"We called a war a war, and not a 'special military operation,'" Plushev said. "I was doing so till my last broadcast. I know that the guys who worked in the morning programs did the same."

Now, after more than three decades of independent reporting, Ekho Moskvy no longer exists.

"The number of independent media is getting smaller every day," Resch said.

Case in point: Shortly after the news about the end of Ekho Moskvy spread, TV-Rain announced it would temporarily suspend operations

"We need strength to... understand how we can work from here. We really hope that we will return to broadcasting and continue our work," the channel's general director, Natalya Sindeeva, said in a statement published on the channel's website.

'The strategy now is terrorizing the civilian population'

'Thick carpet of disinformation and propaganda'

Kutscher told DW that a "thick carpet of disinformation and propaganda" has been covering Russia since the beginning of the fighting in eastern Ukraine in 2014. What's going on right now, she said, is not a new development. 

But since Moscow invaded Ukraine a week ago, the situation has become much worse for Russian independent media.

"I don't even want to imagine what else we can expect," Kutscher said. "With this increasing escalation of the war that we're seeing right now, where the aggression is getting harsher, bloodier and more violent, the repression inside [of Russia] is also increasing. The two go hand in hand."

Russian police carry a protester away by the arms and legs
Russian police arrest anti-war protesters at demonstrations across the country, like this one in Moscow.Image: Sefa Karacan/picture alliance

Television as the main source of information

Websites of independent media that are banned in Russia but still active, can be accessed from abroad ― and from within the country via VPNs. A "virtual private network" disguises the user's IP address so that neither Internet providers nor the government can see which websites he or she is visiting. And if the VPN server is located in a country that has not blocked access to TV-Rain, for example, the user in Russia can still get his or her independent information.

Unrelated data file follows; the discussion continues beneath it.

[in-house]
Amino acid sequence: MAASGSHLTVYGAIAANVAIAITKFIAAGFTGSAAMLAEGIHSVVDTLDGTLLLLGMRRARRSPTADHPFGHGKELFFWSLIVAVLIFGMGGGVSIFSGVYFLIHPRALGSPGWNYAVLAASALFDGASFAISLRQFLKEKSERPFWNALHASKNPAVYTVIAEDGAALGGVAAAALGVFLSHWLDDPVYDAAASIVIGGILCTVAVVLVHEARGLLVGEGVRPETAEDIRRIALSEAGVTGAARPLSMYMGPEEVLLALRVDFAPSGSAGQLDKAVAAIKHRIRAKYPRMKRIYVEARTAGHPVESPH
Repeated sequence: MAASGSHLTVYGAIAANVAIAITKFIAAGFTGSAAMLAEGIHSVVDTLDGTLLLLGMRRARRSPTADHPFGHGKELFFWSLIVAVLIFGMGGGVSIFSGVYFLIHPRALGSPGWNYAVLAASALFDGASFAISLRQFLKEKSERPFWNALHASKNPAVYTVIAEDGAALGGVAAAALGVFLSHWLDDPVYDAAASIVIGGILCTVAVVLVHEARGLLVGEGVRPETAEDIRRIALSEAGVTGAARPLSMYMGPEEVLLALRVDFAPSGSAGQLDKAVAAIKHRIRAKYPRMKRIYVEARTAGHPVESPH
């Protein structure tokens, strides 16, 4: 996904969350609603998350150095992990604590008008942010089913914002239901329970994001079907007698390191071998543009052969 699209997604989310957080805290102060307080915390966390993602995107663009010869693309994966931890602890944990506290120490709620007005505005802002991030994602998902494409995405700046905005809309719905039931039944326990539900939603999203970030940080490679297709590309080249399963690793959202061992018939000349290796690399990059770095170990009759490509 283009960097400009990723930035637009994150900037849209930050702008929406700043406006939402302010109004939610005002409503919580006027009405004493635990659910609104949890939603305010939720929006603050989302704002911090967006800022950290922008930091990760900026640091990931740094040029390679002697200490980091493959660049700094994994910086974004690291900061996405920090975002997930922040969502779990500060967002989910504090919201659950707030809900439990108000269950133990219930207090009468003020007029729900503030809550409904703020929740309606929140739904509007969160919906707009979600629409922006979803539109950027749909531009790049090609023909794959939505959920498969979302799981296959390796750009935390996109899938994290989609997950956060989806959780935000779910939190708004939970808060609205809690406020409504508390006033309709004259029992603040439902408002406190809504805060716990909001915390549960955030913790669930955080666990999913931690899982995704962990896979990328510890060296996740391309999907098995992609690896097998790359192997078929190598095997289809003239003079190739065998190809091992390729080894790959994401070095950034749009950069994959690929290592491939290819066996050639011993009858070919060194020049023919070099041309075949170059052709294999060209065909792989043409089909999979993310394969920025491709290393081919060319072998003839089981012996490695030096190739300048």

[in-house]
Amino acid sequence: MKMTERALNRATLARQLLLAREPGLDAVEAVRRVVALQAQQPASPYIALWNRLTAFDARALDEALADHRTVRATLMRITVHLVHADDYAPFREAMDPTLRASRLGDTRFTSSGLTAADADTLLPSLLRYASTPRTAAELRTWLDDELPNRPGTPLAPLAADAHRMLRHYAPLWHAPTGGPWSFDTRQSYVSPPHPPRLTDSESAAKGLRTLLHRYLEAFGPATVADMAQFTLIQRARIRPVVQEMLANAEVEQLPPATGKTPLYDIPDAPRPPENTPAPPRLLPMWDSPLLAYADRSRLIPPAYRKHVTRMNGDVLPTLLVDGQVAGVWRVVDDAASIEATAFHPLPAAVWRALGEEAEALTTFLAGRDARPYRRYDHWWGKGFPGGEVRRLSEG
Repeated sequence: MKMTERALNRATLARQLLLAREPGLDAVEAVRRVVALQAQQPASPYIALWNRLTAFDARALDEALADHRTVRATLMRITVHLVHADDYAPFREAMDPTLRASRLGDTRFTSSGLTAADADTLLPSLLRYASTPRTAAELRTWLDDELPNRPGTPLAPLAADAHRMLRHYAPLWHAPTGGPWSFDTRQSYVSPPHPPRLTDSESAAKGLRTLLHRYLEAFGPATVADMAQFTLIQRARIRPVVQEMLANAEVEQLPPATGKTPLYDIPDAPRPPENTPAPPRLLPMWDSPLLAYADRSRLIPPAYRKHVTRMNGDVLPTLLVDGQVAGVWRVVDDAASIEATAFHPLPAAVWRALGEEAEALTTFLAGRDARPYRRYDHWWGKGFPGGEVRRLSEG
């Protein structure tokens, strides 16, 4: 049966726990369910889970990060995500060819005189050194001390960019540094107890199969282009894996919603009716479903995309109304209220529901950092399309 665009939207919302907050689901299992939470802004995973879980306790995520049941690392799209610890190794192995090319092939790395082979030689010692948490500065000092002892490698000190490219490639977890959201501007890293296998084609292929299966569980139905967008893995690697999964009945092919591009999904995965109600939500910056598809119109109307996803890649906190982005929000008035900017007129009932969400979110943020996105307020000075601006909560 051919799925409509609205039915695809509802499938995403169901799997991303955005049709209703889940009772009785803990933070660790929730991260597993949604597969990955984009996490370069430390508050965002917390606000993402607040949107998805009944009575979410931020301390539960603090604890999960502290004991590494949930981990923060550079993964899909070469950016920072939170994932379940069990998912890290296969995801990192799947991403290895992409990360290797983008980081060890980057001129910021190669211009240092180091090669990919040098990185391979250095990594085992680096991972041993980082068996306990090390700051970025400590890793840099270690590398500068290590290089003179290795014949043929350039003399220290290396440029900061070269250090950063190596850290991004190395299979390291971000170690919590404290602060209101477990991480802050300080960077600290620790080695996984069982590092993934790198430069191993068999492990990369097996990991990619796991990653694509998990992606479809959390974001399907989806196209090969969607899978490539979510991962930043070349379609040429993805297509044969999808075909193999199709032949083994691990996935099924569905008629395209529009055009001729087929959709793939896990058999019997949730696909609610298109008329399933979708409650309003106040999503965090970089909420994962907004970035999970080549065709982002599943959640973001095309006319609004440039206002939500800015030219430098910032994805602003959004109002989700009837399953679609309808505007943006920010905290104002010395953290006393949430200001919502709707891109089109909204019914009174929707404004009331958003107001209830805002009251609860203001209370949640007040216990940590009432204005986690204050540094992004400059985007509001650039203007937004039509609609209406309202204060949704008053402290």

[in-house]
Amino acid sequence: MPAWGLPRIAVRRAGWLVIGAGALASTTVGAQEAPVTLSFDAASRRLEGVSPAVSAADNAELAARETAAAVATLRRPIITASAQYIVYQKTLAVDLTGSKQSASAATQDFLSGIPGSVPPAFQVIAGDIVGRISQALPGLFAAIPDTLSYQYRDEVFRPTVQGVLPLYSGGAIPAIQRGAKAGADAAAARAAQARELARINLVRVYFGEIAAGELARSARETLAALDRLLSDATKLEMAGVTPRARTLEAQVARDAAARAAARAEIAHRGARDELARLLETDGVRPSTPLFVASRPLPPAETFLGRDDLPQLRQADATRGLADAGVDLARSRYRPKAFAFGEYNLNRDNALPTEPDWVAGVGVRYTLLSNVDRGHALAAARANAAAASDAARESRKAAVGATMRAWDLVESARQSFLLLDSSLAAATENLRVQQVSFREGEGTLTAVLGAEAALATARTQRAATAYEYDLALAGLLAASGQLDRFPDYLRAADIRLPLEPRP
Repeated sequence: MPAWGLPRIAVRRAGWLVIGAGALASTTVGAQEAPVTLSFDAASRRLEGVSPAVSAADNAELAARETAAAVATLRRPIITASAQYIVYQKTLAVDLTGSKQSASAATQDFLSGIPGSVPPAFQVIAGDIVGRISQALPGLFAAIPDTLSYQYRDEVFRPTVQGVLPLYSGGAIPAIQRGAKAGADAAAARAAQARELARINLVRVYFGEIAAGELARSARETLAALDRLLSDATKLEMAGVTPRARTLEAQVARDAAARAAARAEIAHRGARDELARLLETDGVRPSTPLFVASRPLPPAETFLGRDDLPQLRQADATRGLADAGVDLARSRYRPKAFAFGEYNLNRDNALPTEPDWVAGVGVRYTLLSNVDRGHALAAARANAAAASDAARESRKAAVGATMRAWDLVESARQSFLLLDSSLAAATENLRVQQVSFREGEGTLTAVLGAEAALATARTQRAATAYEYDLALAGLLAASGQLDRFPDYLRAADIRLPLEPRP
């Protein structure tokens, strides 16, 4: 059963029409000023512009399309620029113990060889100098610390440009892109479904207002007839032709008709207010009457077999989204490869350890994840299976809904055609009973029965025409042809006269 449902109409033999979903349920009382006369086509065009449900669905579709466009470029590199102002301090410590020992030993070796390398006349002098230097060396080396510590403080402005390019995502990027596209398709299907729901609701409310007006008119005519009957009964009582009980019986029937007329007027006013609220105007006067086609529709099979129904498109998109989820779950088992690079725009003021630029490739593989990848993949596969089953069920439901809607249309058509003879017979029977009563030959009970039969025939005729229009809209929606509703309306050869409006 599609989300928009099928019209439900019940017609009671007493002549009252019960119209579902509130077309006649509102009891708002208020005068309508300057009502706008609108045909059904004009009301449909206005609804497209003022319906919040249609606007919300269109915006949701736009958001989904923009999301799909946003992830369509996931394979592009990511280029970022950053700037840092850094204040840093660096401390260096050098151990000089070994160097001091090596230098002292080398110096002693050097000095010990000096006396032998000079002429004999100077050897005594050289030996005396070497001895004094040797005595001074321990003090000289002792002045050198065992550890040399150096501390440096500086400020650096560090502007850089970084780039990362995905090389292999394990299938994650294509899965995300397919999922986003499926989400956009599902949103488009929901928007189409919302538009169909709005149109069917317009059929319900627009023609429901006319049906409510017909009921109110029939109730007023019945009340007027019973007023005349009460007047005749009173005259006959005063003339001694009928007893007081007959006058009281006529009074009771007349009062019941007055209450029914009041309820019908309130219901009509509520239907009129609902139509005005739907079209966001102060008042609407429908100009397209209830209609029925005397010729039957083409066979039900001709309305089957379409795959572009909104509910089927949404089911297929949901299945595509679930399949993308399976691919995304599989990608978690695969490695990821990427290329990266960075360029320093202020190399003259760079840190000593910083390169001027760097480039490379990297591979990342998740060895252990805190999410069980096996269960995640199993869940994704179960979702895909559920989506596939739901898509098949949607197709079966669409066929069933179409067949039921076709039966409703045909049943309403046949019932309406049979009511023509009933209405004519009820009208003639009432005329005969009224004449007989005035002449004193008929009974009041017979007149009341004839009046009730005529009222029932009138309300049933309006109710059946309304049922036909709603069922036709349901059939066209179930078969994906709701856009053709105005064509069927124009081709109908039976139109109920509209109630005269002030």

Deutsche Welle's Moscow bureau was shut down by the Russian government  before the invasion of Ukraine. Now access to the DW website has also been blocked in Russia. As of Friday, users in the country can no longer access the websites of DW, the BBC, the independent platform Meduza and the US-funded Radio Free Europe/Radio Liberty without using a VPN or taking other steps to circumvent the blackout. 

That process, of course, is not as easy as just turning on the TV. And TV news, which according to Reporters Without Borders are firmly in state hands, are still the most important source of information for many Russians. A 2018 poll by the independent Levada Center polling institute showed that half of all Russians believe what TV newscasters tell them.

"Let's take older people: For some, TV has been the main source of information for maybe 30 years. It's difficult then to get independent information because it just doesn't exist in that kind of environment," said Resch of Reporters Without Borders. Staying on top of what is actually going on "requires you to actively search for information, and of course that makes it harder."

'You have to know whom to trust'

Those who turn to social media for information face difficulty in Russia as well. Facebook and Twitter are partially or completely blocked. Telegram continues to work, but is used by both pro-Russian and pro-Ukrainian sides for propaganda.

"There's a lot of misinformation there," Resch said.

Whether users of the platform see false statements or are provided with actual facts depends entirely on who they listen to.

As Resch put it: "You have to know whom to trust."  

Those who don't have fewer and fewer opportunities with each passing day in Russia to still get independent information about the war.

Edited by: Nicole Goebel

This article was updated on March 4, 2022, to add information about Russia restricting access to the websites of DW and other media.

Carla Bleiker
Carla Bleiker Editor, channel manager and reporter focusing on US politics and science@cbleiker